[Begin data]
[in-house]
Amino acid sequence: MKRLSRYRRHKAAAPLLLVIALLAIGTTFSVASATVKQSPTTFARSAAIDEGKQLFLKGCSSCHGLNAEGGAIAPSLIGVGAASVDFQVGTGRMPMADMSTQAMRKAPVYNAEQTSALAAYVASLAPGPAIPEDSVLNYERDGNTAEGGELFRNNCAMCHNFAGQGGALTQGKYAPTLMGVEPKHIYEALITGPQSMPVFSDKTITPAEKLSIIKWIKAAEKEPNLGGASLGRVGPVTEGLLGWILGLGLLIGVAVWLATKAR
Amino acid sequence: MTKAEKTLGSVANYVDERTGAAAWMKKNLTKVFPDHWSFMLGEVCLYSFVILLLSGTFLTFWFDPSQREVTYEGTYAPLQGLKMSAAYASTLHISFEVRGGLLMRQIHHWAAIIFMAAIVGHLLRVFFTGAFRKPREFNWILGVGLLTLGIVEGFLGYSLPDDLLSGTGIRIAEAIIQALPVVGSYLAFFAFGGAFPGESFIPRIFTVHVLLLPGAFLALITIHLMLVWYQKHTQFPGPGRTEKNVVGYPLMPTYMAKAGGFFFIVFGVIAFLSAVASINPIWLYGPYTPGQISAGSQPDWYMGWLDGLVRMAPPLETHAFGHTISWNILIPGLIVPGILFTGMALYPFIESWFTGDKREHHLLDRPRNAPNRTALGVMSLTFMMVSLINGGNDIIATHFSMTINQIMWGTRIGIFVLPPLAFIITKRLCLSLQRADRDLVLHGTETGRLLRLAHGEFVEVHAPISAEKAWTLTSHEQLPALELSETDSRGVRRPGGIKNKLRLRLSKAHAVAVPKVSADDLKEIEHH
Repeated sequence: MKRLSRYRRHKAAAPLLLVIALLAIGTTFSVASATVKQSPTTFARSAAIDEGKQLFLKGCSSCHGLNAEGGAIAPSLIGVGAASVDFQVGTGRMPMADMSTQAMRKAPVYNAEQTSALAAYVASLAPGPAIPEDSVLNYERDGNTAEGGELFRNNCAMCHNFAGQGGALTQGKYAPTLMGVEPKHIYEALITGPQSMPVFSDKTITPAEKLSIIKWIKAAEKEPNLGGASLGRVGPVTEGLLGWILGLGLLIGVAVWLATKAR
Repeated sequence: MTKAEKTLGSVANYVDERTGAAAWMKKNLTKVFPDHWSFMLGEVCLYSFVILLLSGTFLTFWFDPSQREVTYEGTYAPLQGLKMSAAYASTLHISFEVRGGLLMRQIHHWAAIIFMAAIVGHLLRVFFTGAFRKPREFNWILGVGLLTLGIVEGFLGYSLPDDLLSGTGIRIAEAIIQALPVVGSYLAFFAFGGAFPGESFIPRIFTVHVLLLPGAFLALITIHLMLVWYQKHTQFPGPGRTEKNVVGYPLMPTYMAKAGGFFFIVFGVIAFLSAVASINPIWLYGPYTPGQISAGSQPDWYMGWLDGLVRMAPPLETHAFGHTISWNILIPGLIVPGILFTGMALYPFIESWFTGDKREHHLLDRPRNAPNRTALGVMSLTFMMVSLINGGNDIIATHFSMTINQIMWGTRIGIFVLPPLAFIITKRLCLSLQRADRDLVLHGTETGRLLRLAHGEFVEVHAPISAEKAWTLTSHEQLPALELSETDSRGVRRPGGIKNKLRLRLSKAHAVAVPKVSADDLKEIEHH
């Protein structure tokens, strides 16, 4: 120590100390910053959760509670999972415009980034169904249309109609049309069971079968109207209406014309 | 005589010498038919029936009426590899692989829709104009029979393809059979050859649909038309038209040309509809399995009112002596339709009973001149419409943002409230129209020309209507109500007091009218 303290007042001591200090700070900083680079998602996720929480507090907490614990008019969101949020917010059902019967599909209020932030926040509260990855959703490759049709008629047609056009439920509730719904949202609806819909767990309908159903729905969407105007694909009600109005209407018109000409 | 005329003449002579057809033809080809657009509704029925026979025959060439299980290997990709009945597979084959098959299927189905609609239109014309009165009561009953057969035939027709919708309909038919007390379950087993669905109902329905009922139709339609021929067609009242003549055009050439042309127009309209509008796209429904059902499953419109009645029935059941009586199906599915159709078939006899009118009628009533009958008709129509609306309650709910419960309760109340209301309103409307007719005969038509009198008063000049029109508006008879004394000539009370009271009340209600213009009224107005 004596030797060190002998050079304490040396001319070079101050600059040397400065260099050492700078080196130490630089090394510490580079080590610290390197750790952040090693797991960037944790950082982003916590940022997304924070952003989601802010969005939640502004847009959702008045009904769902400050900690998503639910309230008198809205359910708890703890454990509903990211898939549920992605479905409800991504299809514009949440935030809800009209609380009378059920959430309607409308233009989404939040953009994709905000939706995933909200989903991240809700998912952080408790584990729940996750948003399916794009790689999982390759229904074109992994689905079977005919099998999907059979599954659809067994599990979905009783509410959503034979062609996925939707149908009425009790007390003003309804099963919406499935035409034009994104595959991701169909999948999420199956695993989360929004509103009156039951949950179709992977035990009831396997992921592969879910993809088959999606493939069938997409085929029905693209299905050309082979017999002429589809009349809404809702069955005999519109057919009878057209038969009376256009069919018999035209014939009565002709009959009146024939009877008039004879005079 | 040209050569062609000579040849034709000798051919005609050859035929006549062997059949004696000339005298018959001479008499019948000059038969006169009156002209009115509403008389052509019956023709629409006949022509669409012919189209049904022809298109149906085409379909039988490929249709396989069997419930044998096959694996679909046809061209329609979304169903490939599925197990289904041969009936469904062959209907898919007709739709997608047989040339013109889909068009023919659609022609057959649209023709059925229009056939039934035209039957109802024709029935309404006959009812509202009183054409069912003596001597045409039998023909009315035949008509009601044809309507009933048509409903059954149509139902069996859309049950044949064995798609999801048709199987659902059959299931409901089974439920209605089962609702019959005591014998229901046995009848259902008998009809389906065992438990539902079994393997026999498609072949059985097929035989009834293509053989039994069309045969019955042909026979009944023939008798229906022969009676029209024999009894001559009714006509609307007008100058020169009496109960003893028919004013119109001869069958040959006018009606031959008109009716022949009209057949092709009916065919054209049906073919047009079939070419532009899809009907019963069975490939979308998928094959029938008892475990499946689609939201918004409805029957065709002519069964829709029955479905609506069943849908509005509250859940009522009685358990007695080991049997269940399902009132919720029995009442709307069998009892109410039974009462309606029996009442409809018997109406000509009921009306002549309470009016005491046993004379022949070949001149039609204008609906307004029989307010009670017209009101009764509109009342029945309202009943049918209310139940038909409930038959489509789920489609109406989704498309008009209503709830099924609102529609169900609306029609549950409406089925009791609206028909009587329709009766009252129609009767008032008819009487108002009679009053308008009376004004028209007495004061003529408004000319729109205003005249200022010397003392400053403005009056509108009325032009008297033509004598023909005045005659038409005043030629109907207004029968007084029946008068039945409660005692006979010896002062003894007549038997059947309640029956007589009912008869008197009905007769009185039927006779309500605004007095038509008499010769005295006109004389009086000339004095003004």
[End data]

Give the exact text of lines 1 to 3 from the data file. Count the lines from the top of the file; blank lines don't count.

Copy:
[in-house]
Amino acid sequence: MKRLSRYRRHKAAAPLLLVIALLAIGTTFSVASATVKQSPTTFARSAAIDEGKQLFLKGCSSCHGLNAEGGAIAPSLIGVGAASVDFQVGTGRMPMADMSTQAMRKAPVYNAEQTSALAAYVASLAPGPAIPEDSVLNYERDGNTAEGGELFRNNCAMCHNFAGQGGALTQGKYAPTLMGVEPKHIYEALITGPQSMPVFSDKTITPAEKLSIIKWIKAAEKEPNLGGASLGRVGPVTEGLLGWILGLGLLIGVAVWLATKAR
Amino acid sequence: MTKAEKTLGSVANYVDERTGAAAWMKKNLTKVFPDHWSFMLGEVCLYSFVILLLSGTFLTFWFDPSQREVTYEGTYAPLQGLKMSAAYASTLHISFEVRGGLLMRQIHHWAAIIFMAAIVGHLLRVFFTGAFRKPREFNWILGVGLLTLGIVEGFLGYSLPDDLLSGTGIRIAEAIIQALPVVGSYLAFFAFGGAFPGESFIPRIFTVHVLLLPGAFLALITIHLMLVWYQKHTQFPGPGRTEKNVVGYPLMPTYMAKAGGFFFIVFGVIAFLSAVASINPIWLYGPYTPGQISAGSQPDWYMGWLDGLVRMAPPLETHAFGHTISWNILIPGLIVPGILFTGMALYPFIESWFTGDKREHHLLDRPRNAPNRTALGVMSLTFMMVSLINGGNDIIATHFSMTINQIMWGTRIGIFVLPPLAFIITKRLCLSLQRADRDLVLHGTETGRLLRLAHGEFVEVHAPISAEKAWTLTSHEQLPALELSETDSRGVRRPGGIKNKLRLRLSKAHAVAVPKVSADDLKEIEHH